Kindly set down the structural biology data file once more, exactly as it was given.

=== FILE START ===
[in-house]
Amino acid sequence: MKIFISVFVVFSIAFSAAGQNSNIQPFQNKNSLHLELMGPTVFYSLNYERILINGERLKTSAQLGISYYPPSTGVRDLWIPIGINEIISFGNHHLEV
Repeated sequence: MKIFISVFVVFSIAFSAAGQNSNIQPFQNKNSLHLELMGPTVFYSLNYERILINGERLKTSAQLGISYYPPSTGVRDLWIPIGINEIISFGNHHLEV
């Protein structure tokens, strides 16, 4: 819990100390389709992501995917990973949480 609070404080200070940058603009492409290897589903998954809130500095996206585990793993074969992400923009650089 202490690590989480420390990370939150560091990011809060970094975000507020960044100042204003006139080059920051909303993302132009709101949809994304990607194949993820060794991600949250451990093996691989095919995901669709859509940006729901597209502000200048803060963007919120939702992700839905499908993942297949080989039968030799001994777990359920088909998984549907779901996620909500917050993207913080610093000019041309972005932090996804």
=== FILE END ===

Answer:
[in-house]
Amino acid sequence: MKIFISVFVVFSIAFSAAGQNSNIQPFQNKNSLHLELMGPTVFYSLNYERILINGERLKTSAQLGISYYPPSTGVRDLWIPIGINEIISFGNHHLEV
Repeated sequence: MKIFISVFVVFSIAFSAAGQNSNIQPFQNKNSLHLELMGPTVFYSLNYERILINGERLKTSAQLGISYYPPSTGVRDLWIPIGINEIISFGNHHLEV
């Protein structure tokens, strides 16, 4: 819990100390389709992501995917990973949480 609070404080200070940058603009492409290897589903998954809130500095996206585990793993074969992400923009650089 202490690590989480420390990370939150560091990011809060970094975000507020960044100042204003006139080059920051909303993302132009709101949809994304990607194949993820060794991600949250451990093996691989095919995901669709859509940006729901597209502000200048803060963007919120939702992700839905499908993942297949080989039968030799001994777990359920088909998984549907779901996620909500917050993207913080610093000019041309972005932090996804």